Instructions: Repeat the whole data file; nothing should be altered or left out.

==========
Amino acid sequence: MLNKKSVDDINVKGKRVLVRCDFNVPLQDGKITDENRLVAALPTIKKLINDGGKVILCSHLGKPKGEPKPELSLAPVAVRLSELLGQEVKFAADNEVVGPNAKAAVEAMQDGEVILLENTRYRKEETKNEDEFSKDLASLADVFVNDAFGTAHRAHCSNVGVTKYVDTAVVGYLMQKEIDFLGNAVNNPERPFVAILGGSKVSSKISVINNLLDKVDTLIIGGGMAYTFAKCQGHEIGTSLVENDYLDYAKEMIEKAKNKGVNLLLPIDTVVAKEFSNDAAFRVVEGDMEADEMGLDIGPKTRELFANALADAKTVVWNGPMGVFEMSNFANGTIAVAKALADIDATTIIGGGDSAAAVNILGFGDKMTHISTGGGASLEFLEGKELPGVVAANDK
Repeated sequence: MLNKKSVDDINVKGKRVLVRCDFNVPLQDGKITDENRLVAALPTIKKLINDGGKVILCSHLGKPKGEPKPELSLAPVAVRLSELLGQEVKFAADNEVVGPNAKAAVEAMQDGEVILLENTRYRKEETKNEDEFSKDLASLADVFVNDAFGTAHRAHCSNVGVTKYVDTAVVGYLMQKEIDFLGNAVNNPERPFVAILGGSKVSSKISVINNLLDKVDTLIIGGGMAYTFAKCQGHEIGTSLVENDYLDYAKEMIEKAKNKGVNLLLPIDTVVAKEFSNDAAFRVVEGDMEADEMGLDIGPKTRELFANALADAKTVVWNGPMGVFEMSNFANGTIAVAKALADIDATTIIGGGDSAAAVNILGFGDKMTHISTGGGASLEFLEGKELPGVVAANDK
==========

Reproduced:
Amino acid sequence: MLNKKSVDDINVKGKRVLVRCDFNVPLQDGKITDENRLVAALPTIKKLINDGGKVILCSHLGKPKGEPKPELSLAPVAVRLSELLGQEVKFAADNEVVGPNAKAAVEAMQDGEVILLENTRYRKEETKNEDEFSKDLASLADVFVNDAFGTAHRAHCSNVGVTKYVDTAVVGYLMQKEIDFLGNAVNNPERPFVAILGGSKVSSKISVINNLLDKVDTLIIGGGMAYTFAKCQGHEIGTSLVENDYLDYAKEMIEKAKNKGVNLLLPIDTVVAKEFSNDAAFRVVEGDMEADEMGLDIGPKTRELFANALADAKTVVWNGPMGVFEMSNFANGTIAVAKALADIDATTIIGGGDSAAAVNILGFGDKMTHISTGGGASLEFLEGKELPGVVAANDK
Repeated sequence: MLNKKSVDDINVKGKRVLVRCDFNVPLQDGKITDENRLVAALPTIKKLINDGGKVILCSHLGKPKGEPKPELSLAPVAVRLSELLGQEVKFAADNEVVGPNAKAAVEAMQDGEVILLENTRYRKEETKNEDEFSKDLASLADVFVNDAFGTAHRAHCSNVGVTKYVDTAVVGYLMQKEIDFLGNAVNNPERPFVAILGGSKVSSKISVINNLLDKVDTLIIGGGMAYTFAKCQGHEIGTSLVENDYLDYAKEMIEKAKNKGVNLLLPIDTVVAKEFSNDAAFRVVEGDMEADEMGLDIGPKTRELFANALADAKTVVWNGPMGVFEMSNFANGTIAVAKALADIDATTIIGGGDSAAAVNILGFGDKMTHISTGGGASLEFLEGKELPGVVAANDK